Keeping in mind Berry’s critical insight that we have disordered politics because we have disordered souls—we should strive within the limits of our own particular situations to construct new forms of community to repair and redeem the moral imagination distorted by modern life. We should begin to think of our homes as domestic monasteries and to cultivate thoughtfulness and purposefulness in the way we go about our daily lives. Withdrawing from practices that cloud our minds and alienate us from essential wisdom is the first step toward healing. In this sense, turning off the television is a giant step toward healthy political reform.

Notice that Dreher does not say, “withdraw from the cities.” His call is instead to withdraw from clouding and alienating practices. Sounds like Scripture to me: “let us lay aside every weight, and the sin which so easily ensnares us” (Heb. 12.1). But the distinction Dreher makes is important.

From the beginning, Dreher has been clear about what it does not mean. Just as Berry doesn’t call everyone to leave the cities and head for the countryside, the Benedict Option is not a call for everyone to flee the cities for monasteries. But for whatever reason—people simply don’t actually read him, or maybe they just skim his writing—he has had to repeatedly defend this aspect. Just this past week he had this to say on his blog:

I appreciate the opportunity to clarify, once again, that I’m not in favor of creating “sealed-off Christian communities.” I don’t think that’s either possible or desirable. Rather, when I think of the Benedict Option, I think of creating stronger, thicker communities within which traditional Christian life can thrive. That will require some separation from the wider world, and the creation of de facto barriers. A Catholic school, for example, that wanted to form Catholic children according to orthodox Catholic teaching may want to exclude non-Catholic students, and to expect parents to participate more directly in their children’s education than is usual with parochial schools. But the way I see it, if we Christians are to be salt and light to the world, we have to first learn to be real Christians, not Moralistic Therapeutic Deists with a Christian-ish gloss.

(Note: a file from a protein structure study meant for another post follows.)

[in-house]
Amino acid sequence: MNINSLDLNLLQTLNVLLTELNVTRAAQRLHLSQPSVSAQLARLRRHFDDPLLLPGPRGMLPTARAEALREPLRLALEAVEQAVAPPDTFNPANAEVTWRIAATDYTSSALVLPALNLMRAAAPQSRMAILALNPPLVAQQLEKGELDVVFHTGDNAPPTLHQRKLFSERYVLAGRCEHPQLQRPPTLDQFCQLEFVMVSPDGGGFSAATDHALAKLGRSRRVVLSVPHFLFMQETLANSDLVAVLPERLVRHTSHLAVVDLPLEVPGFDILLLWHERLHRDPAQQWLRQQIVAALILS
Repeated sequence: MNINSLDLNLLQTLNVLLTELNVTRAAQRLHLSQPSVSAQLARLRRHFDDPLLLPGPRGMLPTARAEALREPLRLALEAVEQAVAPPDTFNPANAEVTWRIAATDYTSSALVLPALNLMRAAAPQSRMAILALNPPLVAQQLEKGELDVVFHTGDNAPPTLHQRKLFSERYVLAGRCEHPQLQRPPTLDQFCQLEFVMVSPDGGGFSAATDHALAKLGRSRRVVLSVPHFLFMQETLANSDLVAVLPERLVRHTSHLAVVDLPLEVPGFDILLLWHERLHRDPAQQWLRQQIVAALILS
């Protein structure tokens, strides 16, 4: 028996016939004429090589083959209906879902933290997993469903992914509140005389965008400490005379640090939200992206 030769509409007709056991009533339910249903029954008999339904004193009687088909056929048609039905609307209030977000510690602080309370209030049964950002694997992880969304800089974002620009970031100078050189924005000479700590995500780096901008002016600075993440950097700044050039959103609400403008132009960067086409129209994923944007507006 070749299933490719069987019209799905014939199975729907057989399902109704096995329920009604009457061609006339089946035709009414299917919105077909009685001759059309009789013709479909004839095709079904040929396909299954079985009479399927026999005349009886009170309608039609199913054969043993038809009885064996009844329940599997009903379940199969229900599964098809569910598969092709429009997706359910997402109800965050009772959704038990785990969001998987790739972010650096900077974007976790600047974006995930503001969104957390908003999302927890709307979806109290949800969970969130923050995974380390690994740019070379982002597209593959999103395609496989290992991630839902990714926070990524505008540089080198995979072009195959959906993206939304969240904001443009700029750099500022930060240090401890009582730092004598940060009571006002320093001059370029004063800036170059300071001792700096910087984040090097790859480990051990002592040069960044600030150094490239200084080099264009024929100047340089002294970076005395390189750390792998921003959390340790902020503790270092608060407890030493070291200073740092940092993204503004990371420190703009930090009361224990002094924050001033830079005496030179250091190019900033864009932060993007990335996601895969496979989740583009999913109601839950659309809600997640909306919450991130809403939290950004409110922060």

That will require rebuilding a thick Christian culture in which we and future generations can be formed. To the extent that secular modernity dissolves and assimilates Christian belief and practice, we must stand against it, creating the institutions within which we can build resilience, and developing the personal and communal habits that build resilience.

And that is my dissertation in a nutshell! I’m trying to answer the questions that emerge from the requirements of Dreher’s timely proposal: How can Christians learn to be real Christians? How do we rebuild a thick Christian culture? How shall we stand against a secular age? How do we create institutions and develop personal and communal habits that build resilience?

Let me tease you with a two-word answer. It’s my answer, an answer I’m trying to flesh out in Eighth Day Institute and to write in a dissertation: liturgical catechesis. Come to my third and fourth Table Talks to learn what I mean. Or become an Eighth Day Member to receive digital access to them.

As to Eighth Day Institute being like a Mission Control of the Benedict Option, I’ve never thought of us in those terms. But I have been thinking about cultural renewal for a long time. And over the last couple of months I have been developing an idea that might actually put some flesh onto Smith’s suggestion. But I’m going to leave it at that, as a concluding teaser for a future post.

Erin Doom is the founder and director of Eighth Day Institute. He lives in Wichita, KS with his wife Christiane and their four children, Caleb Michael, Hannah Elizabeth, Elijah Blaise, and Esther Ruth.